Eliminating the Barriers to Healthy Living
Our health is largely determined by where we live, work and play. Research shows that how neighborhoods and cities are designed affects numerous health conditions such as heart disease, asthma, diabetes, osteoporosis, depression and some cancers. According to the Institute of Medicine, improving health in the 21st century will require new approaches to environmental health, including strategies to deal with unhealthy buildings, urban congestion, poor housing, poor nutrition and environmentally-related stress. Barriers to healthy living include our lack of access to healthy and organic foods, areas where we can exercise and alternatives to fast food and traditional "soul food."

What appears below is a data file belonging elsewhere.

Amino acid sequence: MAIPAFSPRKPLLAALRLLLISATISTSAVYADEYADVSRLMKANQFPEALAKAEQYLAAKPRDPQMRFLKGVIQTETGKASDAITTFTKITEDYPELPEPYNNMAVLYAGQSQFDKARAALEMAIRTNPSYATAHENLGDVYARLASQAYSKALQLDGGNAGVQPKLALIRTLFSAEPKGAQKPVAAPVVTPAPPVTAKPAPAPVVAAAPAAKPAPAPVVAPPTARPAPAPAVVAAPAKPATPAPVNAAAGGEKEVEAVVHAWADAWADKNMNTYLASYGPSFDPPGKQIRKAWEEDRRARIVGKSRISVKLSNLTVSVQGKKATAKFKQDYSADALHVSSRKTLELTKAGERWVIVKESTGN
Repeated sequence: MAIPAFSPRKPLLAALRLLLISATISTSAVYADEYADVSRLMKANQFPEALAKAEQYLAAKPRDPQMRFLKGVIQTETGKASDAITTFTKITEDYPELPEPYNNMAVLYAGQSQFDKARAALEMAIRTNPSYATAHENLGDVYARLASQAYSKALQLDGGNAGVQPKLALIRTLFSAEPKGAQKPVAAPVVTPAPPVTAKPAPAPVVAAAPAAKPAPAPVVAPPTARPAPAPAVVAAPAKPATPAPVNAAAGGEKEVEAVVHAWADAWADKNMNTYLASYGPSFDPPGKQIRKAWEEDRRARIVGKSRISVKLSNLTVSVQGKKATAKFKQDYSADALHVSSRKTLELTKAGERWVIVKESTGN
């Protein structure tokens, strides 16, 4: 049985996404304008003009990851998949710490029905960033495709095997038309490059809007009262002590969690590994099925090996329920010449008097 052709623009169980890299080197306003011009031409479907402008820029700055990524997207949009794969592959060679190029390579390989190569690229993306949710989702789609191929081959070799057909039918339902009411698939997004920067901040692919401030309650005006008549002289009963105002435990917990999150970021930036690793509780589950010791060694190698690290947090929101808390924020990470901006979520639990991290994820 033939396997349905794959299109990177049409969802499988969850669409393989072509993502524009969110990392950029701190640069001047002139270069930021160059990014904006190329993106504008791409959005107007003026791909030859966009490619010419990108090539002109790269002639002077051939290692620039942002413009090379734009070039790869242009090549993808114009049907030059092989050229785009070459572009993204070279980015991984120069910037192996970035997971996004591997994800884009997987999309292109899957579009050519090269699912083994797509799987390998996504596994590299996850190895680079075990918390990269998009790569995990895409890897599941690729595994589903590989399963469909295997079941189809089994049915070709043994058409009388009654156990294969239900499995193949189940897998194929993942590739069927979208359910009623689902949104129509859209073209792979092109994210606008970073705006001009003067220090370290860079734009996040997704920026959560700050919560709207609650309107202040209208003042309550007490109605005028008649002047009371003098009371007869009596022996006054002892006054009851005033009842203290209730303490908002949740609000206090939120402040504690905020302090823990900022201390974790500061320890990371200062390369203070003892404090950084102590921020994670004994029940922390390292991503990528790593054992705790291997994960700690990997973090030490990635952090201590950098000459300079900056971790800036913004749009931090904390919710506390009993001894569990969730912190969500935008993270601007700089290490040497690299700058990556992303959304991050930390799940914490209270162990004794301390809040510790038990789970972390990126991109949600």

In his book Health and the Built Environment: The Effects of Where We Live, Work and Play, Henry Louis Taylor explores the role played by the built environment in causing health problems among "inner city" residents, with a particular emphasis on the African American community. The environment produces many barriers to wellness for Black women who are already impacted by the intersection of racism and sexism. These barriers to active living and a healthy lifestyle include crime, violence, fear, inadequate food security, dilapidated housing, and poorly maintained sidewalks and streets. These conditions are stressors which are exacerbated by poverty, joblessness, difficult work situations, the struggle to make ends meet, and cultural and financial obstacles to accessing quality health care.